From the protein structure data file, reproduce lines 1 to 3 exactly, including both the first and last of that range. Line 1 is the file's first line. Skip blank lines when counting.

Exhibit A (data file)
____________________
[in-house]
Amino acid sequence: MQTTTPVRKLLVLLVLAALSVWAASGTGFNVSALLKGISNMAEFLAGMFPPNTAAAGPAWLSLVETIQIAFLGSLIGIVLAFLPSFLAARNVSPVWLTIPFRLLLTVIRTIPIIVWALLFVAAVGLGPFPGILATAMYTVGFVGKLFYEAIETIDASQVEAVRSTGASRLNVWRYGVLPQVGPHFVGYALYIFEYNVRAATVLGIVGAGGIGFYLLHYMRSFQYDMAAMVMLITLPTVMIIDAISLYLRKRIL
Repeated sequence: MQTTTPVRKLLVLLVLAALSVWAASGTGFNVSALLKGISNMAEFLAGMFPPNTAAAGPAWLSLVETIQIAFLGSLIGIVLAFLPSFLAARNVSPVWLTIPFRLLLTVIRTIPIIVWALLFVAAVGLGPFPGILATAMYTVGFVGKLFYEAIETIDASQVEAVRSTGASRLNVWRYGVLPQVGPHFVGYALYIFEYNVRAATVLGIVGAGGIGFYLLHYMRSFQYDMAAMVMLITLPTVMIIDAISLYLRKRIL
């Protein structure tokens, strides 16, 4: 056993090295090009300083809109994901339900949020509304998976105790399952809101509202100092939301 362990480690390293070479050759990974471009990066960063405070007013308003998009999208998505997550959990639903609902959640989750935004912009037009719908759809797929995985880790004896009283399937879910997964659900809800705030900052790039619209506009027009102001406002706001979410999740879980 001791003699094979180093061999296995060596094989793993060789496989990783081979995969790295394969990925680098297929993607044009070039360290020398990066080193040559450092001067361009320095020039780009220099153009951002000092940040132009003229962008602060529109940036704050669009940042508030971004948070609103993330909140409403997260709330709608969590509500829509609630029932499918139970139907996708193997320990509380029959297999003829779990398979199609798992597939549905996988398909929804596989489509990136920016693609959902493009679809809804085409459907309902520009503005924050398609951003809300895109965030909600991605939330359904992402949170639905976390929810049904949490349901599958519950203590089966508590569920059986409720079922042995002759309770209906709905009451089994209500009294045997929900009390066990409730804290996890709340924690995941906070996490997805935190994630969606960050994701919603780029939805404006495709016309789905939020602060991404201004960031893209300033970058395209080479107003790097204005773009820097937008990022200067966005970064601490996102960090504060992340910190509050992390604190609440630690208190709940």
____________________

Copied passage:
[in-house]
Amino acid sequence: MQTTTPVRKLLVLLVLAALSVWAASGTGFNVSALLKGISNMAEFLAGMFPPNTAAAGPAWLSLVETIQIAFLGSLIGIVLAFLPSFLAARNVSPVWLTIPFRLLLTVIRTIPIIVWALLFVAAVGLGPFPGILATAMYTVGFVGKLFYEAIETIDASQVEAVRSTGASRLNVWRYGVLPQVGPHFVGYALYIFEYNVRAATVLGIVGAGGIGFYLLHYMRSFQYDMAAMVMLITLPTVMIIDAISLYLRKRIL
Repeated sequence: MQTTTPVRKLLVLLVLAALSVWAASGTGFNVSALLKGISNMAEFLAGMFPPNTAAAGPAWLSLVETIQIAFLGSLIGIVLAFLPSFLAARNVSPVWLTIPFRLLLTVIRTIPIIVWALLFVAAVGLGPFPGILATAMYTVGFVGKLFYEAIETIDASQVEAVRSTGASRLNVWRYGVLPQVGPHFVGYALYIFEYNVRAATVLGIVGAGGIGFYLLHYMRSFQYDMAAMVMLITLPTVMIIDAISLYLRKRIL